Prior to routine blood screening procedures, transfusion associated HCV was a global risk. Countries that have introduced routine HCV testing of blood donors have considerably reduced this risk. In low income countries unable to introduce routine testing of blood donors, HCV still remains a transfusion associated risk [9, 10].
Eighty to ninety percent of acute hepatitis C infections are asymptomatic. In symptomatic infections, abdominal pain, nausea, loss of appetite, jaundice and dark urine begin about seven weeks after infection.
Chronic infection with HCV develops in 75% to 85% of infected individuals. The most common symptom of chronic infection is fatigue. Low-grade hepatitis over many years can lead to cirrhosis, liver failure and hepatocellular carcinoma . Co-infection with hepatitis C and HIV is synergistic in contributing to chronic liver disease.
Chronic hepatitis C is the leading cause for liver transplantation in the United States . Hepatitis C is currently the second leading cause for liver transplantation in the UK, with alcoholic cirrhosis being the leading cause [Harvey P, NHS Blood and Transplant UK, personal communication, 16 August 2007]
Several antiviral regimens have been assessed. Currently the recommended treatment for chronic HCV in the UK is a combination of peginterferon alfa and ribavirin. Patients require close monitoring during treatment .
There is no vaccine available to prevent HCV. Travellers should be advised to avoid behaviour that puts them at risk. This will also reduce the risk of exposure to other blood-borne viruses including hepatitis B and HIV. Travellers who will not be within easy access of reliable medical facilities should carry a sterile medical kit. Travellers should avoid sharing medical equipment or illicit drug paraphernalia, unprotected sex, tattoos, body piercing, acupuncture and any beauty treatments with the potential risk of accidental piercing of skin.
Healthcare workers and other occupational groups whose work puts them at risk of HCV exposure, should ensure they take appropriate precautions. These include following universal infection control guidelines, awareness of post exposure first aid measures and use of suitable personal protective equipment. Immediate medical advice must be sought following a potential exposure.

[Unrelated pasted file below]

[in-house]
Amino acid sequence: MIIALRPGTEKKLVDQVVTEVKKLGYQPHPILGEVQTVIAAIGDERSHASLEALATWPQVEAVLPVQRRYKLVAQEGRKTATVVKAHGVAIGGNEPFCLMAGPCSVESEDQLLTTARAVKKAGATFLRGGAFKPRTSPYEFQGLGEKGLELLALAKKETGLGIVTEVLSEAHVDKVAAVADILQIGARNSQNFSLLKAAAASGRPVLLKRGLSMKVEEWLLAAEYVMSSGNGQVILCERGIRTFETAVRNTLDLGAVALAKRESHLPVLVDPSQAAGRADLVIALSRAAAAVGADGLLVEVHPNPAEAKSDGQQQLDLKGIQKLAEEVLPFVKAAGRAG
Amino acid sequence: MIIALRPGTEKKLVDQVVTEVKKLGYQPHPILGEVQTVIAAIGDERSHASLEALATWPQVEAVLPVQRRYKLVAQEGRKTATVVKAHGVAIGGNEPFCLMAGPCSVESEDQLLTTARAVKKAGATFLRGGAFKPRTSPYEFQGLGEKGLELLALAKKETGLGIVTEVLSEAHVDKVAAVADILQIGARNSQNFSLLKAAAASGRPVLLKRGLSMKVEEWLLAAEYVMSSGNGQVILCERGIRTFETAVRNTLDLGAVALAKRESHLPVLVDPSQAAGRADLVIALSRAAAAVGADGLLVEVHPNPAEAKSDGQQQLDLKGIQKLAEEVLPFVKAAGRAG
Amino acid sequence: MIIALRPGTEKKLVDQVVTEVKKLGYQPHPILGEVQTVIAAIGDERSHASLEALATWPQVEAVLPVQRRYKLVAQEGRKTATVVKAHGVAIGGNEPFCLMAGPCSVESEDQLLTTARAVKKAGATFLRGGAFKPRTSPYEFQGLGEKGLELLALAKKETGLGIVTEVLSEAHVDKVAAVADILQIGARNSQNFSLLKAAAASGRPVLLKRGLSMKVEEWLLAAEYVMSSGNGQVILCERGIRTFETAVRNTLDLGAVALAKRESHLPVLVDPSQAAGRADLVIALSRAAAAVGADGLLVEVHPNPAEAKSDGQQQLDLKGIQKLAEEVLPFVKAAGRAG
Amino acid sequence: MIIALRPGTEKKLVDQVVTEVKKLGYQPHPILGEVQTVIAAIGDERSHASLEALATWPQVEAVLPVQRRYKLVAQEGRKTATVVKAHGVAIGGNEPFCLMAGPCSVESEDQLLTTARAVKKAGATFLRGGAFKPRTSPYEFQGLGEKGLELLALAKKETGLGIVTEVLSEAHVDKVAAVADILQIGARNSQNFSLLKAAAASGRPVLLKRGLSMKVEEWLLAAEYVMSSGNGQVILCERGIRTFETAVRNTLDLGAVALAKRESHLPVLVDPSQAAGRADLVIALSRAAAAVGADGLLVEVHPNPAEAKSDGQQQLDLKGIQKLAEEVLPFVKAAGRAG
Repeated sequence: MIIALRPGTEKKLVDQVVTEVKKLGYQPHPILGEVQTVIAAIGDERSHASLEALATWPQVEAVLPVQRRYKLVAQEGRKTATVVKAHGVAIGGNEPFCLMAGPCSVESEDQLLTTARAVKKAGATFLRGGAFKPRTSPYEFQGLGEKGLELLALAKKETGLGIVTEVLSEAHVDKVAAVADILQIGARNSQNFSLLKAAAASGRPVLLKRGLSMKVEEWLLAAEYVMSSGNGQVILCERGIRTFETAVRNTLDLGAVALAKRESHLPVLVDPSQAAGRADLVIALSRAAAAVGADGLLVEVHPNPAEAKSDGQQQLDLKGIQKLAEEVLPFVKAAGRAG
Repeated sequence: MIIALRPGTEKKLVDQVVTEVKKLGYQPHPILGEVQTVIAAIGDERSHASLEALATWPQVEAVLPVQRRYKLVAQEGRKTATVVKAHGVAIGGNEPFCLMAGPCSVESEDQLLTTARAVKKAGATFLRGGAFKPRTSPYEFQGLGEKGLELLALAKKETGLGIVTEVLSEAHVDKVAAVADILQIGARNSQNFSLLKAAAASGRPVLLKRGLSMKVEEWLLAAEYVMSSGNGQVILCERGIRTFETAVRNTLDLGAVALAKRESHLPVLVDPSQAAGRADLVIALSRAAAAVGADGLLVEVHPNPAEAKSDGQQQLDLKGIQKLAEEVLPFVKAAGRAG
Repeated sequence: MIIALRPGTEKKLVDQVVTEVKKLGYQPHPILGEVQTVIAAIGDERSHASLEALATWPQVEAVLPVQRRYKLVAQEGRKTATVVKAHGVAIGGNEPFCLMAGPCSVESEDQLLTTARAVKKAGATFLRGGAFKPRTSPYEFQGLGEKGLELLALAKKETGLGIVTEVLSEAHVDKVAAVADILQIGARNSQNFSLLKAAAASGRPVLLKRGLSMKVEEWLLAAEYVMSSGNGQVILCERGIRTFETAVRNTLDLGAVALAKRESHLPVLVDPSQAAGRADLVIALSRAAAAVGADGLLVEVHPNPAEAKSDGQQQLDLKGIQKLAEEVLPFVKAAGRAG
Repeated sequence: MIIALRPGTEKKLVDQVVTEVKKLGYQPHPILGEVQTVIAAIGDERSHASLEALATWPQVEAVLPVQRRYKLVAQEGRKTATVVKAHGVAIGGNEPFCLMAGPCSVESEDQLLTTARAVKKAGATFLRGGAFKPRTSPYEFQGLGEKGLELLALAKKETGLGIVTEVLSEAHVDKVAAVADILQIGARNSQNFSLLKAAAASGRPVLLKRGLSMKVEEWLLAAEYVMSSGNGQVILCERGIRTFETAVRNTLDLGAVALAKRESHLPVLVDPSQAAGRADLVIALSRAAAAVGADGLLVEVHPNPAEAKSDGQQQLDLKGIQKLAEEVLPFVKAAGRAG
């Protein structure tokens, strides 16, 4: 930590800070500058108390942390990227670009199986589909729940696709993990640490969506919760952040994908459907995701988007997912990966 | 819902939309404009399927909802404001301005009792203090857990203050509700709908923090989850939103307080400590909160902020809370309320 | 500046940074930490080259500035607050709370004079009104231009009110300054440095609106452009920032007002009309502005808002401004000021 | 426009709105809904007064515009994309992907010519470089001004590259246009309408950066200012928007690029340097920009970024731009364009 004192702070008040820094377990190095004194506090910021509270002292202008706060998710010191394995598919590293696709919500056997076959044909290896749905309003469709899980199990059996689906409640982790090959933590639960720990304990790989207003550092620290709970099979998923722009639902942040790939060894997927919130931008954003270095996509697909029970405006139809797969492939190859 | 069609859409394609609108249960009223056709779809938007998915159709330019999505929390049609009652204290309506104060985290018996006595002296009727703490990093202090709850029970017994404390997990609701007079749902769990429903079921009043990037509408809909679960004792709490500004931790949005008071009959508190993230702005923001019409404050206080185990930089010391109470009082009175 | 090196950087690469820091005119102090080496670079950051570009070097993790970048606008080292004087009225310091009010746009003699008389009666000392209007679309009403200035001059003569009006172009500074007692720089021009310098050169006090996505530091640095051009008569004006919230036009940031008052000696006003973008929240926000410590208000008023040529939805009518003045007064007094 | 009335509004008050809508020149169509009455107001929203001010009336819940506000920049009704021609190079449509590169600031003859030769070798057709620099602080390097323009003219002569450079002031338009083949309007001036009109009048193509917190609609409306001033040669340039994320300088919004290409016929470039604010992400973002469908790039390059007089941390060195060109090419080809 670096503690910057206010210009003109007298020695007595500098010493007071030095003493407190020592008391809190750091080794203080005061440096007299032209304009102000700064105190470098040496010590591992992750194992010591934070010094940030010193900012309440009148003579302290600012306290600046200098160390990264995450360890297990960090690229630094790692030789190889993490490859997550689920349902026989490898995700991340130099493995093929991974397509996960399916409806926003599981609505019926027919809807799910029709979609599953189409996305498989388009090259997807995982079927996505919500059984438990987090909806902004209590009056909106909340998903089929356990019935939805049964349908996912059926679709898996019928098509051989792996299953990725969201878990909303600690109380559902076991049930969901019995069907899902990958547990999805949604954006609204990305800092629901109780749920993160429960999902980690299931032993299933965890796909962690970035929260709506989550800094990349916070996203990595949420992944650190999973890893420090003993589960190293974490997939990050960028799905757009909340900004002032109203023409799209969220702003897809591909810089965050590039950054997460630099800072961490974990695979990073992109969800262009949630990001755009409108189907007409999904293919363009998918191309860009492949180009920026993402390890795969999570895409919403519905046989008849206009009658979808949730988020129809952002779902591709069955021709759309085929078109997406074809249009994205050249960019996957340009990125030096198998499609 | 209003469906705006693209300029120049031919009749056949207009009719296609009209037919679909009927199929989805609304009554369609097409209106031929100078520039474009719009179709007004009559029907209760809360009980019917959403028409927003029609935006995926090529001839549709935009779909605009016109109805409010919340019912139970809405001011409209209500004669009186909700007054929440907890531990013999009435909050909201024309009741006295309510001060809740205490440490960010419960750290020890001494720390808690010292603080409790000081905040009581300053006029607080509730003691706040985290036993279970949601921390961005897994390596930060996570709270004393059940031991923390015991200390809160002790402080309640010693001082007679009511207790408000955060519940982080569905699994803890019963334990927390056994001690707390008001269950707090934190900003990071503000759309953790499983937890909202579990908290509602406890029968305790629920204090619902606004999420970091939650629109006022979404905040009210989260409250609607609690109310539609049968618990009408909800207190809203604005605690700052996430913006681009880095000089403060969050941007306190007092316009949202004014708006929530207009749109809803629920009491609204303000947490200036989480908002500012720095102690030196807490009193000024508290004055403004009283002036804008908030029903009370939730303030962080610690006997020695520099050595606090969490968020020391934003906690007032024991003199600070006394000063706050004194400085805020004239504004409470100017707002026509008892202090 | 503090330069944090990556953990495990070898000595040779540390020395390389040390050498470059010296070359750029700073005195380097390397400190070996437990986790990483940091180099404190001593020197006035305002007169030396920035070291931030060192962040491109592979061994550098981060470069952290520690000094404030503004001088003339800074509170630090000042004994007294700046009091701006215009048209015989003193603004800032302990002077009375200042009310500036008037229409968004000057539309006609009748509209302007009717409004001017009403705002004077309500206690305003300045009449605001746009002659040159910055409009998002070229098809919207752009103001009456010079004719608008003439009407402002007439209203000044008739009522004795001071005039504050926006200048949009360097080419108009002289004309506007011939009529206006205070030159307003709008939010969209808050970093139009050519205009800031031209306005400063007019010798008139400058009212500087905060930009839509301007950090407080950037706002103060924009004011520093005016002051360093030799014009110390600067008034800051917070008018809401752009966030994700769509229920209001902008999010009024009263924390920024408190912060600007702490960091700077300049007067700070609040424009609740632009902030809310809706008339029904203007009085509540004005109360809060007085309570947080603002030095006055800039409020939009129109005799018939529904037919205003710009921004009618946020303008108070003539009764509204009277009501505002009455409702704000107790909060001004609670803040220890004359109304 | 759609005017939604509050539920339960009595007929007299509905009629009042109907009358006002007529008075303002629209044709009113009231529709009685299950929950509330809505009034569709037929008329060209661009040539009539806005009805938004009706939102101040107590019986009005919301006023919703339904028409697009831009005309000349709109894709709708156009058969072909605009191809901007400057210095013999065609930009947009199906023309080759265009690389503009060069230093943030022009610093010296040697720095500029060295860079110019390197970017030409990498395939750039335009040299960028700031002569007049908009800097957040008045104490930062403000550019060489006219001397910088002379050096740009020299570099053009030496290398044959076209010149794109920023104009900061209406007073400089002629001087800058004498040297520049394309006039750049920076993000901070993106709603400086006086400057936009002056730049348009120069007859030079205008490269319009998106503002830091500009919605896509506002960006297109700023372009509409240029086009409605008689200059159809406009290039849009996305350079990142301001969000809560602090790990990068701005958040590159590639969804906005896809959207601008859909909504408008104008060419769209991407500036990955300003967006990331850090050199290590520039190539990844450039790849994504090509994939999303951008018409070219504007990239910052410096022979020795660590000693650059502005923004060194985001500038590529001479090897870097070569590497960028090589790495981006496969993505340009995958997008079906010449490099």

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7. Centres for Disease Control and Prevention (CDC). Chapter 4: Prevention of Specific Infectious Diseases: Hepatitis, Viral, Type C. Health Information for International Travel 2008. Atlanta: CDC; 2007: 71-173.
8. Health Protection Agency Centre for Infections, National Public Health Service for Wales, CDSC Northern Ireland and Health Protection Scotland. Eye of the Needle. Surveillance of Significant Occupational Exposure to Bloodborne Viruses in Healthcare Workers. London. Health Protection Agency; 2006: 23.
9. Theodore S, Mazen Jamal M. Epidemiology of hepatitis C Virus (HCV) Infection. Int J Med Sci 2006;3:41–46.
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11. National Institute for Health and Clinical Excellence (NICE). Peginterferon alfa and ribavirin for the treatment of mild chronic hepatitis C. NICE: London; 2006. Available at: http://www.nice.org.uk/guidance/TA106ance.nice.org.uk/TA106.
Poynard T, Yuen MF, Ratziu V, Lai CL. Viral hepatitis C. Lancet 2003;362:2095-2100.
Tagle M, Lemon SM and Schiff ER. Viral Hepatitis – Hepatitis C. In; Guerrant RL, Walker DH, Weller PF, eds. Tropical Infectious Diseases. Principles, Pathogens & Practice. 2nd ed. Elsevier, Philadelphia, 2006:707–713.